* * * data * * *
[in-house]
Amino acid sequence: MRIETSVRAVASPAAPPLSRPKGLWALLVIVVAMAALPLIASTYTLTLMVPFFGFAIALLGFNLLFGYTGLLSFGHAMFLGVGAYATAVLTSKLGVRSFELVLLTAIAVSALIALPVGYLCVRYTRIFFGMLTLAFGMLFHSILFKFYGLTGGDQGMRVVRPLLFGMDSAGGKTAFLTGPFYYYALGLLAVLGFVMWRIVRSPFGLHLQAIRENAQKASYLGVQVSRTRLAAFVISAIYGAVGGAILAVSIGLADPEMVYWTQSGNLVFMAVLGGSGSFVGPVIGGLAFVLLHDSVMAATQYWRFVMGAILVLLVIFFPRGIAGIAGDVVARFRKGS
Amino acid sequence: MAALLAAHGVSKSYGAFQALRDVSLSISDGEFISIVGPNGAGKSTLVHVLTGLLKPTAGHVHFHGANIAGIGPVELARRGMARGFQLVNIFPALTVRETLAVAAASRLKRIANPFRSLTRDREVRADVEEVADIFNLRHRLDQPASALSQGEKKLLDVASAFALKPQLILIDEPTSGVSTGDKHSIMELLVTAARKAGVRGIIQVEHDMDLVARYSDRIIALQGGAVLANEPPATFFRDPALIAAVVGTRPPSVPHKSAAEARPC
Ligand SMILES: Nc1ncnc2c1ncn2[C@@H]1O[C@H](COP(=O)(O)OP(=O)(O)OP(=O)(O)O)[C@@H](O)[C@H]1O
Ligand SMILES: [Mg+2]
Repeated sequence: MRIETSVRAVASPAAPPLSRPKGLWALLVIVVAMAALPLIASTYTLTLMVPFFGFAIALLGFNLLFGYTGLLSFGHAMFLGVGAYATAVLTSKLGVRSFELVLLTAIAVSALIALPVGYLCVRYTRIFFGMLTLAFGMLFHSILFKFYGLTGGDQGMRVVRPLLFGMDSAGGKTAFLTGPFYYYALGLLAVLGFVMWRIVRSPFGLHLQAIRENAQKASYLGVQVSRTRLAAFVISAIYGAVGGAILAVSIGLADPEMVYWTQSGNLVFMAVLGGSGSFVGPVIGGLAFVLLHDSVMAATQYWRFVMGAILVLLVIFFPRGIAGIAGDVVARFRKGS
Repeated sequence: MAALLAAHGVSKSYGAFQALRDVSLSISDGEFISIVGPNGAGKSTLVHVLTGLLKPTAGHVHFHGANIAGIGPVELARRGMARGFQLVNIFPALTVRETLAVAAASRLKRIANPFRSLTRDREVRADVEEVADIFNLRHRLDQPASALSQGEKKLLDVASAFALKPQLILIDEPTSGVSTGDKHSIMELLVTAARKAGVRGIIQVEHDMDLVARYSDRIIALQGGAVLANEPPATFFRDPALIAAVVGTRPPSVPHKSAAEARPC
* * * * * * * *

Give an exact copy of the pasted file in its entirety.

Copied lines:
[in-house]
Amino acid sequence: MRIETSVRAVASPAAPPLSRPKGLWALLVIVVAMAALPLIASTYTLTLMVPFFGFAIALLGFNLLFGYTGLLSFGHAMFLGVGAYATAVLTSKLGVRSFELVLLTAIAVSALIALPVGYLCVRYTRIFFGMLTLAFGMLFHSILFKFYGLTGGDQGMRVVRPLLFGMDSAGGKTAFLTGPFYYYALGLLAVLGFVMWRIVRSPFGLHLQAIRENAQKASYLGVQVSRTRLAAFVISAIYGAVGGAILAVSIGLADPEMVYWTQSGNLVFMAVLGGSGSFVGPVIGGLAFVLLHDSVMAATQYWRFVMGAILVLLVIFFPRGIAGIAGDVVARFRKGS
Amino acid sequence: MAALLAAHGVSKSYGAFQALRDVSLSISDGEFISIVGPNGAGKSTLVHVLTGLLKPTAGHVHFHGANIAGIGPVELARRGMARGFQLVNIFPALTVRETLAVAAASRLKRIANPFRSLTRDREVRADVEEVADIFNLRHRLDQPASALSQGEKKLLDVASAFALKPQLILIDEPTSGVSTGDKHSIMELLVTAARKAGVRGIIQVEHDMDLVARYSDRIIALQGGAVLANEPPATFFRDPALIAAVVGTRPPSVPHKSAAEARPC
Ligand SMILES: Nc1ncnc2c1ncn2[C@@H]1O[C@H](COP(=O)(O)OP(=O)(O)OP(=O)(O)O)[C@@H](O)[C@H]1O
Ligand SMILES: [Mg+2]
Repeated sequence: MRIETSVRAVASPAAPPLSRPKGLWALLVIVVAMAALPLIASTYTLTLMVPFFGFAIALLGFNLLFGYTGLLSFGHAMFLGVGAYATAVLTSKLGVRSFELVLLTAIAVSALIALPVGYLCVRYTRIFFGMLTLAFGMLFHSILFKFYGLTGGDQGMRVVRPLLFGMDSAGGKTAFLTGPFYYYALGLLAVLGFVMWRIVRSPFGLHLQAIRENAQKASYLGVQVSRTRLAAFVISAIYGAVGGAILAVSIGLADPEMVYWTQSGNLVFMAVLGGSGSFVGPVIGGLAFVLLHDSVMAATQYWRFVMGAILVLLVIFFPRGIAGIAGDVVARFRKGS
Repeated sequence: MAALLAAHGVSKSYGAFQALRDVSLSISDGEFISIVGPNGAGKSTLVHVLTGLLKPTAGHVHFHGANIAGIGPVELARRGMARGFQLVNIFPALTVRETLAVAAASRLKRIANPFRSLTRDREVRADVEEVADIFNLRHRLDQPASALSQGEKKLLDVASAFALKPQLILIDEPTSGVSTGDKHSIMELLVTAARKAGVRGIIQVEHDMDLVARYSDRIIALQGGAVLANEPPATFFRDPALIAAVVGTRPPSVPHKSAAEARPC